Roanhorse – at least in retrospect – does at least use this effectively within her plot. The actual effect is hidden in a first read, and dampened overall, by her inclination to push egalitarian themes rather than trying to really get into the head of characters living in what is, by many indications, fairly traditionally divided. The themes Roanhorse still manages to hint at could have been handled with much more regard to mythic significance if she weren’t, as you might say, at war with the conceptions of the majorities within her created world.

I allow that it’s possible that many of these themes hinted at in this first volume may be worked out in greater detail or power in the remainder of the books still to be written. Only, even having read the book, I’m inclined to think it should have been left to stand alone. The ending would have to be handled differently – two or three ways come to mind – to wrap up the loose ends of the plot (or in other words, to avoid sequel hooks). The difficulty I see is that any future plot must – it seems to me inevitably – succumb again to more conventional elements, leaving the setting merely cosmetic once again. While this book was worth a read, I don’t know that I’ll re-read it, and certainly not often; as for whatever comes next, I’m likely only to look up the plot some day.

Review: The Mists of Avalon

Marion Zimmer Bradley’s Arthurian masterpiece is the sort of book that gets burned or banned by critics unable to refute and too timid either to try or to call in greater masters to do so, and unwilling to take the care that it find its way only into prepared hands. The unwary reader, if not repulsed, will certainly be drawn under its spell and left troubled; even the careful reader will have to careful sort through thoughts jarred loose.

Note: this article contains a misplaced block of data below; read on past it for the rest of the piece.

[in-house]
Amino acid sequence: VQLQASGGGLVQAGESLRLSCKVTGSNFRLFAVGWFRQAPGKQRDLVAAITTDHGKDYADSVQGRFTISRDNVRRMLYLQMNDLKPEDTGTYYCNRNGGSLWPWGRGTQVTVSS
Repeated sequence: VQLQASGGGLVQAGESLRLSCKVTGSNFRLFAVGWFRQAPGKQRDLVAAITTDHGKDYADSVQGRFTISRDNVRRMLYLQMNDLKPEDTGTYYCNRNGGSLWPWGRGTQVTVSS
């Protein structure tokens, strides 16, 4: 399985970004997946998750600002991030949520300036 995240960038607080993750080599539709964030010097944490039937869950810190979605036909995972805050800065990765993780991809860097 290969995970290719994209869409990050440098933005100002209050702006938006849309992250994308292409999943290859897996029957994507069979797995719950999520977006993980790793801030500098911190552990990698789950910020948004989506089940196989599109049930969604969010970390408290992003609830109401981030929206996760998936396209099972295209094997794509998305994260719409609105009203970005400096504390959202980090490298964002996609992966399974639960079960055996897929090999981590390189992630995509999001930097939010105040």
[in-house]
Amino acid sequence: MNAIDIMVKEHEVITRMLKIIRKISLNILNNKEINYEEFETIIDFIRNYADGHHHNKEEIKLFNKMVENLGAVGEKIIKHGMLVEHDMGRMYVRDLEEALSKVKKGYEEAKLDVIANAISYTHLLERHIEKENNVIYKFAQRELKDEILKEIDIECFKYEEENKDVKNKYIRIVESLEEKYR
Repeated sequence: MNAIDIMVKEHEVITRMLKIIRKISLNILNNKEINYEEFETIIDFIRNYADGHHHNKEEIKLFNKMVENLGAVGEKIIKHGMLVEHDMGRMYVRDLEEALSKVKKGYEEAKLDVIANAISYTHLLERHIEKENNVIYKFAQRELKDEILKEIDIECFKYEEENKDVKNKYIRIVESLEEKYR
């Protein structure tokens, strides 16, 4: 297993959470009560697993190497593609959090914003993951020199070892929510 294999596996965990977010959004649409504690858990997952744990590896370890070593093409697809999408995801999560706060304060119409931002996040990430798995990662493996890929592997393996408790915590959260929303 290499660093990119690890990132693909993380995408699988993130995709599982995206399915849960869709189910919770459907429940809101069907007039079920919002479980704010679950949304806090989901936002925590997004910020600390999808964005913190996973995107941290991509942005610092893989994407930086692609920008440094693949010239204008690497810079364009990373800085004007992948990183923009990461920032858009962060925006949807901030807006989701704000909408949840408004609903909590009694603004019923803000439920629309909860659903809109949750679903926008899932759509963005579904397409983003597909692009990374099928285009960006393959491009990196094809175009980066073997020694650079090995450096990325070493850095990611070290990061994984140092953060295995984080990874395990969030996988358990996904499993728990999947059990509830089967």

What is this book? It has layers. From the title, anyone can deduce that it is a modern retelling of the Arthurian saga. The work, though, tells the story with the women around Arthur as the main characters; and for the most part devotees of – at least a literary version of – the Druidic religion, which is pointedly pagan and licentious.

And this is where the danger comes in: it seems to me that to a reader unfamiliar with other tales of Arthur, or without strong moral convications of his own, Bradley’s characters are so strongly drawn as to color the reader’s imagination ever after. The narrator’s opinion is that all religion is potentially a legitimate yearning for the supernatural Mysteries; the Druidic God and Goddess shade into pantheism; Christianity is not refuted and indeed triumphs – but the priests, mostly nameless, are the only persons routinely belittled, and for narrow-mindedness and ignorance even of their own faith. However, I suspect Bradley is most true to herself in the characters who are – openly or quietly – agnostic: they seem to me to be about the only likeable ones.